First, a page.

Once set up, the Patchbase desk accessory, which costs £35 inc VAT, takes care of everything and allows full access to all your MIDI devices' Program Change capabilities from within your sequencer/notation package.

Konovia, (Contact Details).


Exhibited for the first time at the APRS '90 exhibition was Allen & Heath's new Saber mixer, the latest desk to be spawned by the arrival of the Tascam MSR24 budget 24-track tape recorder.

Saber follows in the footsteps of its smaller 8/16-track brothers and is available in a number of formats. For 24-track recording purposes, the desk comes in 28, 36 or 44 input channel versions, with bargraph or VU meters and optional patchbay.

As with all of the Saber range, the new desk includes a MIDI Mute system as standard. This may be used via the onboard memory system, where up to 33 different 'scene changes' may be stored, or you can link the desk to any external MIDI sequencer for greater control and capacity.

Allen & Heath, (Contact Details).


Audio connection specialist Rendar offers a full range of high quality RCA phono plugs and jacks, designed to meet the most exacting audio connection needs. As well as standard phono plugs and jacks, the range boasts specialist connectors including right-angled plugs and PCB mounted jacks. Plugs are available with or without shielded handles and cable protectors, in standard or right-angled formats.

RCA jacks are available in a wide variety of mounting options, including chassis mount and PCB mount. PCB mounted RCA jacks can be ordered with one, two, or four jacks housed in a single unit.

Rendar Ltd, (Contact Details).


Version 3.0 of C-lab's Creator and Notator programs (available August) will come with a completely new manual (around 400 pages), which promises to be more straightforward and 'English' than previous documentation. They will both sell for the same price as the current version. However, existing users can upgrade their Creator for £39 or their Notator for £49.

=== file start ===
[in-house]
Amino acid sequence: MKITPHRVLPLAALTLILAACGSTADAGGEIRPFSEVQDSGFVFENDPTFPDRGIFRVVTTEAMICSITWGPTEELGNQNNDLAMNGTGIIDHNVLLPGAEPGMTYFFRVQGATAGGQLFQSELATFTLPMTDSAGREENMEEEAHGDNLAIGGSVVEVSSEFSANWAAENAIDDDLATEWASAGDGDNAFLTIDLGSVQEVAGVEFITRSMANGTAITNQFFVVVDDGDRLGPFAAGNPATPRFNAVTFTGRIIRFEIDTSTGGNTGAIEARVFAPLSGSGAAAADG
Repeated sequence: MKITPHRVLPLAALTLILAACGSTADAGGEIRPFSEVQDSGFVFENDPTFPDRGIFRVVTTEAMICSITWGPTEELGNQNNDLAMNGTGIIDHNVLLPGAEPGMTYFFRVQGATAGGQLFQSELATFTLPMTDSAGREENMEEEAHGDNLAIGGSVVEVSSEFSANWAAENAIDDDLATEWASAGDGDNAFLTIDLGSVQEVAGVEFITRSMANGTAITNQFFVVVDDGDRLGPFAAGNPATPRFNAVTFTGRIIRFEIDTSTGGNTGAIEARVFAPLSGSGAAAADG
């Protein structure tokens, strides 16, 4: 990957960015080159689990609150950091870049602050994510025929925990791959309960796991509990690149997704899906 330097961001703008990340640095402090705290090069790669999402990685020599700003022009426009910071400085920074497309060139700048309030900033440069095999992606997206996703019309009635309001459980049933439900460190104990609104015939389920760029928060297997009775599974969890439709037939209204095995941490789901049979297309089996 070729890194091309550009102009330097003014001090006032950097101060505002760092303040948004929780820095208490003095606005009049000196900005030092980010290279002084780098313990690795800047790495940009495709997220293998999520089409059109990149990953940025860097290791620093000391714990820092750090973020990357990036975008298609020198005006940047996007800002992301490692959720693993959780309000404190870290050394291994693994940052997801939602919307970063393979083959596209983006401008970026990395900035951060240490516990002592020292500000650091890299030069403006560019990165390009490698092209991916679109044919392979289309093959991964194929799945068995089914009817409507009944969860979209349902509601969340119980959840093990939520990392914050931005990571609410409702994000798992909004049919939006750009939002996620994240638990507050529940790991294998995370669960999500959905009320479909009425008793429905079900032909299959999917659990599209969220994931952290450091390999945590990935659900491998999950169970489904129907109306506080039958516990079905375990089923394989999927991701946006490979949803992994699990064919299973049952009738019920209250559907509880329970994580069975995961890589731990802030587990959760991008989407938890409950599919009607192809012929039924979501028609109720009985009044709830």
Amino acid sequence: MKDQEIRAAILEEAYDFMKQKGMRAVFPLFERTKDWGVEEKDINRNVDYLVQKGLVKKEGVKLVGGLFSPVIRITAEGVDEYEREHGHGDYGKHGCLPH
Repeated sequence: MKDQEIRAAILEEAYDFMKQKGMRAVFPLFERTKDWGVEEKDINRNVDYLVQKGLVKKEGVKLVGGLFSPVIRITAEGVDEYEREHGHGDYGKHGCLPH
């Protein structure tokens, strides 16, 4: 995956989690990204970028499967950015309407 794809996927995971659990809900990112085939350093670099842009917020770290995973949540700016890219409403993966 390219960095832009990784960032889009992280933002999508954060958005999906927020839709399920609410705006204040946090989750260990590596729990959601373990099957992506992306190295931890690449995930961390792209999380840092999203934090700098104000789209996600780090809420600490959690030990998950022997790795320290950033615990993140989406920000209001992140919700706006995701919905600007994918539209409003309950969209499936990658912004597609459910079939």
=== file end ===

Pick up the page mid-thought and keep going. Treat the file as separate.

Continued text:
Creator's new features include the following:

Arrange Pattern Overview: new menu window showing what patterns are in use in the arrange list, which are free, etc.

Arrange Pattern Horizon: arrange list shows what is playing in a chain even though the arrange pattern may not be in sight.

Macro function: allows any number of single or multi keystrokes to trigger user-defined mouse movements and keystrokes.

Adaptive Groove: eight new user-definable multi-quantise strategies that tighten up timing without losing trills, triplets etc. Quantise parameter has eight more user-namable settings.

Hyper Edit (new in event editor page): highly interactive graphic display tool that displays contents of one track according to note pitch and/or controller number and/or MIDI status and/or channel; or any combination thereof. Display consists of a series of beams that reflect position, plus velocity in the case of notes. Users can pre-programme up to eight 'sets', each containing up to 16 'instruments' to display what is in any track. Each "instrument" can have its own delay/advance or Groove (applies to notes normally). User-zoomable over x and y axis. Possible applications include: editing, enhancing or creating drum tracks; viewing/editing results of an RMG MIDI Volume operation, etc.

Human Touch: can now trigger a user-defined MIDI note.

For Notator users, all the above are included in Version 3.0 with the addition of some further notation specific features.

Diatonic Insert: entered note adopts pitch of key signature.

Hide Stems: hide stems of single notes or whole track.

Drum Notation: more note heads available. Can now print stems without heads.

MIDI Meaning: gives a MIDI velocity increase with accent signs.